Early and ongoing governmental legislation imposed detrimental barriers to the health and success of Indigenous women, which have impacted Indigenous women’s abilities to fulfill important roles in transmitting teachings to subsequent generations. The Indian Act (1876) dictated that any Indigenous woman who moved off-reserve or married a non-Indigenous or non-status Indigenous person would be removed from her community band registry and would be forced to leave her community. This marked the beginning of the MMIWG2S epidemic. Further legislation in the Indian act, including Bill C-31, which did not fully address the gender discrimination against Indigenous women, and Bill C-3, which continues to impose blood quantum rules on Indigenous women and their descendants, perpetuates the alienation of Indigenous women from the support systems of their natal communities. Legislative efforts to terminate Hodinohso:ni sovereignty through the imposition of band council structure has been argued by Theresa McCarthy (2016) to represent a direct attack on women’s leadership roles and contributions, given the matrilineal, clan-based system of the Hodinohso:ni Nation. The imposition of a colonial governance system over the Hodinohso:ni traditional governance system erases and ignores the important roles Hodinohso:ni women hold in maintaining balance and equity in Hodinohso:ni communities and further diminishes the roles women carry in transmitting important cultural knowledges. Lastly, Residential schooling further removed Indigenous children from their language and cultural responsibilities and values, creating more barriers to the transmission of community knowledges for coming generations. The multi-pronged approach to Indigenous erasure in what is now Canada specifically targeted Indigenous women as carriers and transmitters of their cultures to future generations.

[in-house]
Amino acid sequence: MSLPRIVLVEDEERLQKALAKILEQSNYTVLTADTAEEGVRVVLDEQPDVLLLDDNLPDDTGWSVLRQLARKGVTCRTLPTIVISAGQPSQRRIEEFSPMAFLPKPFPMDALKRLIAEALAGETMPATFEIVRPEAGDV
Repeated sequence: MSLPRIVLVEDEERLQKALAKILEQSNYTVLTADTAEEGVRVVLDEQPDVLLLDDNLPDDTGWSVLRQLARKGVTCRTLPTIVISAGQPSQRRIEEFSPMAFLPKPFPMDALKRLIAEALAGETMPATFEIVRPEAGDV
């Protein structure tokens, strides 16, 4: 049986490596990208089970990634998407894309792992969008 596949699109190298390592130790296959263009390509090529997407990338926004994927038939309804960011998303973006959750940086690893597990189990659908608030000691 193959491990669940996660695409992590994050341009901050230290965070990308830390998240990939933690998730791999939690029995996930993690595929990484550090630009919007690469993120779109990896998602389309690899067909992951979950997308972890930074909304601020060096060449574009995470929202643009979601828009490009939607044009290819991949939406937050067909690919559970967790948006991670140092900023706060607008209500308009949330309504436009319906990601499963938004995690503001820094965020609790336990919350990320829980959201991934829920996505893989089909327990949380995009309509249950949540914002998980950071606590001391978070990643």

How can people support Indigenous women’s initiatives?
Organizations such as the Indigenous Arts Collective of Canada are engaging in artistic reclamation and regeneration efforts by providing training for Indigenous women through events such as the Indigenous Women’s Art conference. The reclamation of artistic practices is an important tool for community, family, and individual healing. These practices connect us to previous generations through practice-specific knowledge such as where and when to harvest materials, the physical movements of creation, and the stories that accompany creating activities. Furthermore, new generations learn storytelling through their artistic practice and, in turn, learn how to read the art of previous generations.
The Indigenous Arts Collective of Canada is an Indigenous-led organization that supports and promotes Indigenous women in the arts. There are many ways to support artists through this organization, including purchasing directly from artists through the auction, as well as options to donate and participate in activities for Indigenous women and their families.
The University of Waterloo acknowledges that much of our work takes place on the traditional territory of the Neutral, Anishinaabeg and Haudenosaunee peoples. Our main campus is situated on the Haldimand Tract, the land granted to the Six Nations that includes six miles on each side of the Grand River. Our active work toward reconciliation takes place across our campuses through research, learning, teaching, and community building, and is centralized within our Office of Indigenous Relations.